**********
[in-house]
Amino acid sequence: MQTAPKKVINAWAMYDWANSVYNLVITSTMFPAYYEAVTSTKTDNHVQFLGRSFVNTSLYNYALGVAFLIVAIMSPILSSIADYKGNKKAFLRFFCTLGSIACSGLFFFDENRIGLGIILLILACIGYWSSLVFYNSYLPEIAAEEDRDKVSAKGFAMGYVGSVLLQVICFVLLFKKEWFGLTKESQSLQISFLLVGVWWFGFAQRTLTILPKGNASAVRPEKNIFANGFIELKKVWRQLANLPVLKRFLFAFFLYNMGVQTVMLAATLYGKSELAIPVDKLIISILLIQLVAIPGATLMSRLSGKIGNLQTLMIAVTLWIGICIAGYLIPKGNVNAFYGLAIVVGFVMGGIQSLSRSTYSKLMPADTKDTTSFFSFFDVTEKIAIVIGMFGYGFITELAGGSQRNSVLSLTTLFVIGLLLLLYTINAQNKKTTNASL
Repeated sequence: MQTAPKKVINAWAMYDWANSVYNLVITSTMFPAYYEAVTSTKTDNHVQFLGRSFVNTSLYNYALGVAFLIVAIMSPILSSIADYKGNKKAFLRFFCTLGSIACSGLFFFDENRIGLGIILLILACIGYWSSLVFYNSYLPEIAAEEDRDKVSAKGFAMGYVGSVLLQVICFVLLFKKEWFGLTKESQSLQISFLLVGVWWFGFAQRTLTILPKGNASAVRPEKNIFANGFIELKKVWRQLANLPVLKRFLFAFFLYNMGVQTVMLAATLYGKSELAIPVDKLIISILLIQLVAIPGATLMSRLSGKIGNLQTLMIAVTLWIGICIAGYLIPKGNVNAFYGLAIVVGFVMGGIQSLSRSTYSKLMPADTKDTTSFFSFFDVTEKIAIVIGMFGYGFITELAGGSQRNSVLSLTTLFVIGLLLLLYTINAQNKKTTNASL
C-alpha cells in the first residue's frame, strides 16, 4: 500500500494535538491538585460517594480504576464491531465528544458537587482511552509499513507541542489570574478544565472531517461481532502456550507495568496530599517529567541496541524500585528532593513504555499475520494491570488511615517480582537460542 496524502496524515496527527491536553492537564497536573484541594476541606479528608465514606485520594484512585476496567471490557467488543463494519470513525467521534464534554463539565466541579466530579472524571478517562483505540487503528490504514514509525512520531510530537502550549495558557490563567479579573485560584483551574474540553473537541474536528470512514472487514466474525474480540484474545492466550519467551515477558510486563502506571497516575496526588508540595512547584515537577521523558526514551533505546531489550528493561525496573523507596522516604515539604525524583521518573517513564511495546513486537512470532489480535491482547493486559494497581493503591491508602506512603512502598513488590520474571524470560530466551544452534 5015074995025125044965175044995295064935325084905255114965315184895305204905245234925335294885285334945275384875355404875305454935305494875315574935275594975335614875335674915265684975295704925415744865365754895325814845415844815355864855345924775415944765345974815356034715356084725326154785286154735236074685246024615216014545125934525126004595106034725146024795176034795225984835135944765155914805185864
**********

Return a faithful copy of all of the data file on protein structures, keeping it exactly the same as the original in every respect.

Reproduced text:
[in-house]
Amino acid sequence: MQTAPKKVINAWAMYDWANSVYNLVITSTMFPAYYEAVTSTKTDNHVQFLGRSFVNTSLYNYALGVAFLIVAIMSPILSSIADYKGNKKAFLRFFCTLGSIACSGLFFFDENRIGLGIILLILACIGYWSSLVFYNSYLPEIAAEEDRDKVSAKGFAMGYVGSVLLQVICFVLLFKKEWFGLTKESQSLQISFLLVGVWWFGFAQRTLTILPKGNASAVRPEKNIFANGFIELKKVWRQLANLPVLKRFLFAFFLYNMGVQTVMLAATLYGKSELAIPVDKLIISILLIQLVAIPGATLMSRLSGKIGNLQTLMIAVTLWIGICIAGYLIPKGNVNAFYGLAIVVGFVMGGIQSLSRSTYSKLMPADTKDTTSFFSFFDVTEKIAIVIGMFGYGFITELAGGSQRNSVLSLTTLFVIGLLLLLYTINAQNKKTTNASL
Repeated sequence: MQTAPKKVINAWAMYDWANSVYNLVITSTMFPAYYEAVTSTKTDNHVQFLGRSFVNTSLYNYALGVAFLIVAIMSPILSSIADYKGNKKAFLRFFCTLGSIACSGLFFFDENRIGLGIILLILACIGYWSSLVFYNSYLPEIAAEEDRDKVSAKGFAMGYVGSVLLQVICFVLLFKKEWFGLTKESQSLQISFLLVGVWWFGFAQRTLTILPKGNASAVRPEKNIFANGFIELKKVWRQLANLPVLKRFLFAFFLYNMGVQTVMLAATLYGKSELAIPVDKLIISILLIQLVAIPGATLMSRLSGKIGNLQTLMIAVTLWIGICIAGYLIPKGNVNAFYGLAIVVGFVMGGIQSLSRSTYSKLMPADTKDTTSFFSFFDVTEKIAIVIGMFGYGFITELAGGSQRNSVLSLTTLFVIGLLLLLYTINAQNKKTTNASL
C-alpha cells in the first residue's frame, strides 16, 4: 500500500494535538491538585460517594480504576464491531465528544458537587482511552509499513507541542489570574478544565472531517461481532502456550507495568496530599517529567541496541524500585528532593513504555499475520494491570488511615517480582537460542 496524502496524515496527527491536553492537564497536573484541594476541606479528608465514606485520594484512585476496567471490557467488543463494519470513525467521534464534554463539565466541579466530579472524571478517562483505540487503528490504514514509525512520531510530537502550549495558557490563567479579573485560584483551574474540553473537541474536528470512514472487514466474525474480540484474545492466550519467551515477558510486563502506571497516575496526588508540595512547584515537577521523558526514551533505546531489550528493561525496573523507596522516604515539604525524583521518573517513564511495546513486537512470532489480535491482547493486559494497581493503591491508602506512603512502598513488590520474571524470560530466551544452534 5015074995025125044965175044995295064935325084905255114965315184895305204905245234925335294885285334945275384875355404875305454935305494875315574935275594975335614875335674915265684975295704925415744865365754895325814845415844815355864855345924775415944765345974815356034715356084725326154785286154735236074685246024615216014545125934525126004595106034725146024795176034795225984835135944765155914805185864